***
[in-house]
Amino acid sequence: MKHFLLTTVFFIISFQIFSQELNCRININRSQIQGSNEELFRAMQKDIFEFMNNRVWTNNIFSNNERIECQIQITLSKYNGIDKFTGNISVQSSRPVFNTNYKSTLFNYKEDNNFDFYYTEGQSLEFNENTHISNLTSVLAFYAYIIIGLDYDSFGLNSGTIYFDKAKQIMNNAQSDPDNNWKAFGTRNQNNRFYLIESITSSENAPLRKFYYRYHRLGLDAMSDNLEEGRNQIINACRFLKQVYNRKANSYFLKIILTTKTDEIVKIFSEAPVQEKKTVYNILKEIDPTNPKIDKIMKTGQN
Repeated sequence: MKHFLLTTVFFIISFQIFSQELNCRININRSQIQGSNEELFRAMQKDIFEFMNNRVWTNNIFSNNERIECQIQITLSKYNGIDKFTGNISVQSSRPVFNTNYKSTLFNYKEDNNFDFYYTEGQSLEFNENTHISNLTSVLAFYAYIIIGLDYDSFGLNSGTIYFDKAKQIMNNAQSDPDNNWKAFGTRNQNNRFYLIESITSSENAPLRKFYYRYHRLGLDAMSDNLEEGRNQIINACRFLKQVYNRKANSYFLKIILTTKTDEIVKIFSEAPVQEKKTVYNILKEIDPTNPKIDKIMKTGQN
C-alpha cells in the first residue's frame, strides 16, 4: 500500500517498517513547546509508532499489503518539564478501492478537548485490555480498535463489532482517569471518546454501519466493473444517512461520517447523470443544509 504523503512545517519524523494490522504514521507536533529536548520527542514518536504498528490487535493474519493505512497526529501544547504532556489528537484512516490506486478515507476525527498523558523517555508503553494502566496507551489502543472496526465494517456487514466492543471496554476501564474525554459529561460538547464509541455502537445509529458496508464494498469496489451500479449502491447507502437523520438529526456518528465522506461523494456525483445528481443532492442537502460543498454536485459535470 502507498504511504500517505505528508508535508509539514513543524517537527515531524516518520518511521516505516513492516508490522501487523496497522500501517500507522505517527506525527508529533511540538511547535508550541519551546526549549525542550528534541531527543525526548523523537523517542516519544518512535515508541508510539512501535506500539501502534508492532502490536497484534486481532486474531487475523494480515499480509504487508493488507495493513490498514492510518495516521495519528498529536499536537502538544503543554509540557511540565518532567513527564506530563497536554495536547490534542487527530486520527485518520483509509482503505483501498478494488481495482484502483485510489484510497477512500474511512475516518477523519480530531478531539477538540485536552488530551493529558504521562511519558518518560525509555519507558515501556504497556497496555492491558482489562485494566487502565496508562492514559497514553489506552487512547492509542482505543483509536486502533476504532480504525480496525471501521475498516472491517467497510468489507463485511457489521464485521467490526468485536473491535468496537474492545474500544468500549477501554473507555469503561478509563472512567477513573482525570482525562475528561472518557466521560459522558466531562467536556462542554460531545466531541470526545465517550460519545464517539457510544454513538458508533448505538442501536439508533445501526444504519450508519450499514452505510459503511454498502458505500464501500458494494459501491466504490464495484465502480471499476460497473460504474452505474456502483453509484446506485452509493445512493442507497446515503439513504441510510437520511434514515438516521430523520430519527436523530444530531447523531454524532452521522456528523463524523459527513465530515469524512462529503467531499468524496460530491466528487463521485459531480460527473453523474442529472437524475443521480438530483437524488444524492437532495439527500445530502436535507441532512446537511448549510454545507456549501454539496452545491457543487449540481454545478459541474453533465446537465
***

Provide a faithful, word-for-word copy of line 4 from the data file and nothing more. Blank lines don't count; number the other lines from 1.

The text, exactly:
C-alpha cells in the first residue's frame, strides 16, 4: 500500500517498517513547546509508532499489503518539564478501492478537548485490555480498535463489532482517569471518546454501519466493473444517512461520517447523470443544509 504523503512545517519524523494490522504514521507536533529536548520527542514518536504498528490487535493474519493505512497526529501544547504532556489528537484512516490506486478515507476525527498523558523517555508503553494502566496507551489502543472496526465494517456487514466492543471496554476501564474525554459529561460538547464509541455502537445509529458496508464494498469496489451500479449502491447507502437523520438529526456518528465522506461523494456525483445528481443532492442537502460543498454536485459535470 502507498504511504500517505505528508508535508509539514513543524517537527515531524516518520518511521516505516513492516508490522501487523496497522500501517500507522505517527506525527508529533511540538511547535508550541519551546526549549525542550528534541531527543525526548523523537523517542516519544518512535515508541508510539512501535506500539501502534508492532502490536497484534486481532486474531487475523494480515499480509504487508493488507495493513490498514492510518495516521495519528498529536499536537502538544503543554509540557511540565518532567513527564506530563497536554495536547490534542487527530486520527485518520483509509482503505483501498478494488481495482484502483485510489484510497477512500474511512475516518477523519480530531478531539477538540485536552488530551493529558504521562511519558518518560525509555519507558515501556504497556497496555492491558482489562485494566487502565496508562492514559497514553489506552487512547492509542482505543483509536486502533476504532480504525480496525471501521475498516472491517467497510468489507463485511457489521464485521467490526468485536473491535468496537474492545474500544468500549477501554473507555469503561478509563472512567477513573482525570482525562475528561472518557466521560459522558466531562467536556462542554460531545466531541470526545465517550460519545464517539457510544454513538458508533448505538442501536439508533445501526444504519450508519450499514452505510459503511454498502458505500464501500458494494459501491466504490464495484465502480471499476460497473460504474452505474456502483453509484446506485452509493445512493442507497446515503439513504441510510437520511434514515438516521430523520430519527436523530444530531447523531454524532452521522456528523463524523459527513465530515469524512462529503467531499468524496460530491466528487463521485459531480460527473453523474442529472437524475443521480438530483437524488444524492437532495439527500445530502436535507441532512446537511448549510454545507456549501454539496452545491457543487449540481454545478459541474453533465446537465